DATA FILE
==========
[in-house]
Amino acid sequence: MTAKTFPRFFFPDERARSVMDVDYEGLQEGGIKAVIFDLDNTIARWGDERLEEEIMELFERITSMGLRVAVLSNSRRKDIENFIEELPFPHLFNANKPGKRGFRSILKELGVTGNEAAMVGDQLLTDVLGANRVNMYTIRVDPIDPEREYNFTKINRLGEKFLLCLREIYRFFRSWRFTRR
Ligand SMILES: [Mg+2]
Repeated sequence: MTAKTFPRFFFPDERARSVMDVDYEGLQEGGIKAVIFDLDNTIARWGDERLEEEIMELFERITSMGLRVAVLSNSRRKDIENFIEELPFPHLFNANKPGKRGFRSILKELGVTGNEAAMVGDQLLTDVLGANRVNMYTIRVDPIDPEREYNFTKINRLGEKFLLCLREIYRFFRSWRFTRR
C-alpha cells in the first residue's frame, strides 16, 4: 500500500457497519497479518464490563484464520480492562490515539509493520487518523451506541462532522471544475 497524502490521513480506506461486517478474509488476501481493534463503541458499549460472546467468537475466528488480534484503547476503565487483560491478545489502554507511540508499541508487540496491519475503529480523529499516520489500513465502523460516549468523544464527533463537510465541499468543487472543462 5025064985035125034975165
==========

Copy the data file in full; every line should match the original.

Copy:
[in-house]
Amino acid sequence: MTAKTFPRFFFPDERARSVMDVDYEGLQEGGIKAVIFDLDNTIARWGDERLEEEIMELFERITSMGLRVAVLSNSRRKDIENFIEELPFPHLFNANKPGKRGFRSILKELGVTGNEAAMVGDQLLTDVLGANRVNMYTIRVDPIDPEREYNFTKINRLGEKFLLCLREIYRFFRSWRFTRR
Ligand SMILES: [Mg+2]
Repeated sequence: MTAKTFPRFFFPDERARSVMDVDYEGLQEGGIKAVIFDLDNTIARWGDERLEEEIMELFERITSMGLRVAVLSNSRRKDIENFIEELPFPHLFNANKPGKRGFRSILKELGVTGNEAAMVGDQLLTDVLGANRVNMYTIRVDPIDPEREYNFTKINRLGEKFLLCLREIYRFFRSWRFTRR
C-alpha cells in the first residue's frame, strides 16, 4: 500500500457497519497479518464490563484464520480492562490515539509493520487518523451506541462532522471544475 497524502490521513480506506461486517478474509488476501481493534463503541458499549460472546467468537475466528488480534484503547476503565487483560491478545489502554507511540508499541508487540496491519475503529480523529499516520489500513465502523460516549468523544464527533463537510465541499468543487472543462 5025064985035125034975165